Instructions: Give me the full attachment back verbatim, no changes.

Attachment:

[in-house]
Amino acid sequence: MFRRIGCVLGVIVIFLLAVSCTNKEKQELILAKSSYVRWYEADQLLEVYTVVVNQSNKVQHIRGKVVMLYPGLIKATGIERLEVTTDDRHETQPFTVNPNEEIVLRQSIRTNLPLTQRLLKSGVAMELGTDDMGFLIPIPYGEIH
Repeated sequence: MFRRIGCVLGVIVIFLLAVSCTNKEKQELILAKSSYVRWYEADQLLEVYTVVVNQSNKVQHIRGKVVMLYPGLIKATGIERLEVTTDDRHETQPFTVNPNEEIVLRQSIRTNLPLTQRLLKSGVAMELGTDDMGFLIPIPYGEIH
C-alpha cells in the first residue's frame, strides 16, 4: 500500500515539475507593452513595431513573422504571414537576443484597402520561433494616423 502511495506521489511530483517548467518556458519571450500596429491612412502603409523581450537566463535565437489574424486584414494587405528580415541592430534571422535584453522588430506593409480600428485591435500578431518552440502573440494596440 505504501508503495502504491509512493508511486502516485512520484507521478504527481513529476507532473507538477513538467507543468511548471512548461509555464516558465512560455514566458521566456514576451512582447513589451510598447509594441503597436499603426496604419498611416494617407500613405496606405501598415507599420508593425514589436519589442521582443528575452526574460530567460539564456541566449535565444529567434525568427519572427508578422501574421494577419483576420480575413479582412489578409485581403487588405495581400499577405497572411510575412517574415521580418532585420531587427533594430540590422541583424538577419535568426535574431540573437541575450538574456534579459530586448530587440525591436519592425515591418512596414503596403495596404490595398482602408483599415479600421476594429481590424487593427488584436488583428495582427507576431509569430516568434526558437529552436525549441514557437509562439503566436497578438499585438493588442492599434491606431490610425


[in-house]
Amino acid sequence: MFRRIGCVLGVIVIFLLAVSCTNKEKQELILAKSSYVRWYEADQLLEVYTVVVNQSNKVQHIRGKVVMLYPGLIKATGIERLEVTTDDRHETQPFTVNPNEEIVLRQSIRTNLPLTQRLLKSGVAMELGTDDMGFLIPIPYGEIH
Repeated sequence: MFRRIGCVLGVIVIFLLAVSCTNKEKQELILAKSSYVRWYEADQLLEVYTVVVNQSNKVQHIRGKVVMLYPGLIKATGIERLEVTTDDRHETQPFTVNPNEEIVLRQSIRTNLPLTQRLLKSGVAMELGTDDMGFLIPIPYGEIH
C-alpha cells in the first residue's frame, strides 16, 4: 500500500515539475507593452513595431513573422504571414537576443484597402520561433494616423 502511495506521489511530483517548467518556458519571450500596429491612412502603409523581450537566463535565437489574424486584414494587405528580415541592430534571422535584453522588430506593409480600428485591435500578431518552440502573440494596440 505504501508503495502504491509512493508511486502516485512520484507521478504527481513529476507532473507538477513538467507543468511548471512548461509555464516558465512560455514566458521566456514576451512582447513589451510598447509594441503597436499603426496604419498611416494617407500613405496606405501598415507599420508593425514589436519589442521582443528575452526574460530567460539564456541566449535565444529567434525568427519572427508578422501574421494577419483576420480575413479582412489578409485581403487588405495581400499577405497572411510575412517574415521580418532585420531587427533594430540590422541583424538577419535568426535574431540573437541575450538574456534579459530586448530587440525591436519592425515591418512596414503596403495596404490595398482602408483599415479600421476594429481590424487593427488584436488583428495582427507576431509569430516568434526558437529552436525549441514557437509562439503566436497578438499585438493588442492599434491606431490610425